Chaos Reigns Supreme
JapanThe Inventor of Functional Foods
United StatesA Good System Gone Bad
United KingdomChaos Reigns Supreme
Marketplace Implications and Consumer Impact
A. Legal Requirements
Although specific legislation addressing functional foods does not exist in the United Kingdom, medicinal claims on foods are specifically prohibited. The UK, like the U.S., draws a dichotomy between food and medicines. Medicines must be licensed and must fulfill pre-market approval requirements to obtain such licenses (a narrow exception is made for herbal products that are minimally processed and do not make health claims).(124) "Medicinal products" have been defined as:
Any substance or combination of substances presented for treating or preventing disease in human beings or animals.
Any substance or combination of substances which may be administered to human beings or animals with a view to making a diagnosis or to restoring, correcting, or modifying physiological functions in human beings or animals. . . .(125)
Furthermore, the Food Safety Act of 1990 prohibits false or misleading advertising of food, and regulations interpreting the Act prohibit claims that "a food has the property of preventing, treating, or curing a human disease or any such reference to such a property."(126) These are called "medicinal claims" because they are only permitted for licensed medicines.
The Food Safety Act also prohibits the addition to food of any substance that renders it injurious to health and provides the basis for specific regulations controlling different categories of additives. Since Jan. 1, 1996, the use of most food additives in the UK has been controlled by three sets of regulations implementing harmonized EU rules. The labeling of any novel ingredients, including those which might be included in functional foods, is governed by the EUs Novel Foods Regulation.(127)
Over the years, food manufacturers and enforcement authorities have liberalized their interpretations on the prohibition on medicinal claims on foods, but at the same time the UK and the EU have failed to establish regulations for permitting health claims in the absence of a medical license. Unlike the U.S., there is no regulatory system in the UK for pre-market government approval of claims linking a food component to the reduction in the risk of disease. The result has been confusion among both marketers and consumers alike.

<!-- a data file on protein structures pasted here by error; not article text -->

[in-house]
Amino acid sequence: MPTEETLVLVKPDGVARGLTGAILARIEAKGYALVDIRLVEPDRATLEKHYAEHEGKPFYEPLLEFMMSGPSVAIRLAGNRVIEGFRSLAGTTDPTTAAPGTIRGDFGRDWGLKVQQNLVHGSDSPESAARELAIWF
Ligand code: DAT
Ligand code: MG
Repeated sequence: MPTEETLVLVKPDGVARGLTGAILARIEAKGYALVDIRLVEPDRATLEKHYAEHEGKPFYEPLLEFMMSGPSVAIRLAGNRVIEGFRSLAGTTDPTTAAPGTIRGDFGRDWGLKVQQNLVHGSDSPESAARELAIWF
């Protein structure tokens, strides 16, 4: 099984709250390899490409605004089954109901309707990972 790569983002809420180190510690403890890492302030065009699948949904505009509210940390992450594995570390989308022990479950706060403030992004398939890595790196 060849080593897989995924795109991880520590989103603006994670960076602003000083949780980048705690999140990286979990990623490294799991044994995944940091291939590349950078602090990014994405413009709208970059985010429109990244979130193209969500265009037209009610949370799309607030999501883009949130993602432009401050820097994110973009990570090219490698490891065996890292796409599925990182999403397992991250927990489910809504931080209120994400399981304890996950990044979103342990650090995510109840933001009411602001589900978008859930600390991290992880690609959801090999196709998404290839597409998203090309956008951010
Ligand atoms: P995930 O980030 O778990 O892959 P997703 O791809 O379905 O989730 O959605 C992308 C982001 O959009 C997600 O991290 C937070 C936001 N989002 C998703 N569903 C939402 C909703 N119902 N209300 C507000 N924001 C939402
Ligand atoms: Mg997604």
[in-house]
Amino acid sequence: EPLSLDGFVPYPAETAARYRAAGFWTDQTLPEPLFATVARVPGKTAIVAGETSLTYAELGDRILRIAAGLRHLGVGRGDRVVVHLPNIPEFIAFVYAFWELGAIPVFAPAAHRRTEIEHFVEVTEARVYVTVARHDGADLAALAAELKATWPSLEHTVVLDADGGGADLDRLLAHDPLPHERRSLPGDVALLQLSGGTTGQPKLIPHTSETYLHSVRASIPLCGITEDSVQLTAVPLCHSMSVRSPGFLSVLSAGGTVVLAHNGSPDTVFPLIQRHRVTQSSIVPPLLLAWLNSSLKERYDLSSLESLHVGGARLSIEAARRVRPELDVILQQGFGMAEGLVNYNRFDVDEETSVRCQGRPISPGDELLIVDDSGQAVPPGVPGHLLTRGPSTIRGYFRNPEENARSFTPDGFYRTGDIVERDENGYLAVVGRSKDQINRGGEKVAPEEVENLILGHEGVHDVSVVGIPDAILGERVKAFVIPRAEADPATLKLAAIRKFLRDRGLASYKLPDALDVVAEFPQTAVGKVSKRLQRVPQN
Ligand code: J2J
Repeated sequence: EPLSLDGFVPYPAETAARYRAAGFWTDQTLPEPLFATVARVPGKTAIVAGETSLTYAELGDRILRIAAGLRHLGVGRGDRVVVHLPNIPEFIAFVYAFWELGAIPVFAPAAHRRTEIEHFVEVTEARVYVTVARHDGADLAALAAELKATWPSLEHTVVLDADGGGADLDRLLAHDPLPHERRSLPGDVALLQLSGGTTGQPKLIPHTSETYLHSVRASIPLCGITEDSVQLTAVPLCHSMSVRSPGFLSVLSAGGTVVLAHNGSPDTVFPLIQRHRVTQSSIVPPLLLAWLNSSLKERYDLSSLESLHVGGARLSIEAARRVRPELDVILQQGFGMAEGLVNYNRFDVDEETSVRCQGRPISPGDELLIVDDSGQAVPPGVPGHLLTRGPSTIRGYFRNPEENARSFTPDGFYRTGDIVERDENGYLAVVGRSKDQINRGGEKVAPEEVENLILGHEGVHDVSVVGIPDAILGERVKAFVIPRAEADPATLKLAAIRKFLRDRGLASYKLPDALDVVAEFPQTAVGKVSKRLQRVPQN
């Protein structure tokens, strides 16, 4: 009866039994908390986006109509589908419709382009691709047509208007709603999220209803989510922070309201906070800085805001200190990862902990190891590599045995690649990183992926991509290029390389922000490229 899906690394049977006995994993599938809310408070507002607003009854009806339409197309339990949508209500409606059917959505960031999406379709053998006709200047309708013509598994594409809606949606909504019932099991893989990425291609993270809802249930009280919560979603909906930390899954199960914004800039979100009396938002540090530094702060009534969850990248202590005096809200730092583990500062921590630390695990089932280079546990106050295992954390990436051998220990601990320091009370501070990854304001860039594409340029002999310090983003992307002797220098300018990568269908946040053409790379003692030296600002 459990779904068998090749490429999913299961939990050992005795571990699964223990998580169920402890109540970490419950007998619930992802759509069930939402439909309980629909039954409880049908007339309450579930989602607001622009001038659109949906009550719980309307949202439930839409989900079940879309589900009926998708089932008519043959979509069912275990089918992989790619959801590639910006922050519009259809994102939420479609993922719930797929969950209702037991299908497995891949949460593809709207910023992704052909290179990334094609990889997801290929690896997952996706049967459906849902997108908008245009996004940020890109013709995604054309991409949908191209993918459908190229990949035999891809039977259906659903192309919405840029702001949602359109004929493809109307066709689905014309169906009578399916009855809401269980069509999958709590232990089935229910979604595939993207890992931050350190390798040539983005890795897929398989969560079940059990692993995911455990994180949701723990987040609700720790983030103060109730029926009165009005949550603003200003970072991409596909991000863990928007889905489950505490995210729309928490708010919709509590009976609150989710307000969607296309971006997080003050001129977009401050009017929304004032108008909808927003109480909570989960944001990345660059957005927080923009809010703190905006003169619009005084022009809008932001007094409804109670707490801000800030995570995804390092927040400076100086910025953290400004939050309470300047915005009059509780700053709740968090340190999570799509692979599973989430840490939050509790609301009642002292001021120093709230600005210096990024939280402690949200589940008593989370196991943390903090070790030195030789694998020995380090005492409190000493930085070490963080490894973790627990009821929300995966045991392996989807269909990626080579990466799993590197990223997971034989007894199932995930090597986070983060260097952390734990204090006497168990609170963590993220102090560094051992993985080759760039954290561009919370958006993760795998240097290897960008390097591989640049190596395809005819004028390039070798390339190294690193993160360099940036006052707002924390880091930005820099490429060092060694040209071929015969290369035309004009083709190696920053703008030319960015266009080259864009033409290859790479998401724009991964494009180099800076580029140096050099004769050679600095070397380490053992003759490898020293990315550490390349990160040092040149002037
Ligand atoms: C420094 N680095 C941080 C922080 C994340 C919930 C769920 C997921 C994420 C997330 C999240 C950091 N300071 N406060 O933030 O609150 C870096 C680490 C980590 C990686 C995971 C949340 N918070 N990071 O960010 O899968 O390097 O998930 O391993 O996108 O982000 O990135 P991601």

It is important to note that the term "health claims" has different meanings in the U.S. and the UK. In the UK, the term "health claims" refers to claims that a food has a "specific health benefit."(128)
In most, but not all cases, these claims are equivalent to what is known as "structure/function" claims in the U.S.
One factor in the U.K. that complicates the regulation of functional foods is the fact that foods and drugs are regulated by separate government agencies. This is in contrast to the regulatory framework in the U.S. where one agency carries out the mandate of a single statutory scheme that encompasses both foods and drugs. In the UK, the Ministry of Agriculture, Fisheries and Food (MAFF) has authority to draft regulations for foods, with enforcement responsibilities delegated to local trading standards officers (TSO) (or environmental health departments of local authorities); drug regulation and enforcement, including labeling and advertising violations, is carried out by the Medicines Control Agency (MCA). Further complications arise because food claims in advertising are regulated by three different authorities, one each for television, radio and print media, all with differing rules, procedures, and legal status.
Stimulated by the arrival of functional foods, there have been several attempts in recent years, by various key players in the field, to make good the gaps in the regulatory framework for food claims. At the current time, none has produced any binding regulations. The debate on the issues and options continues.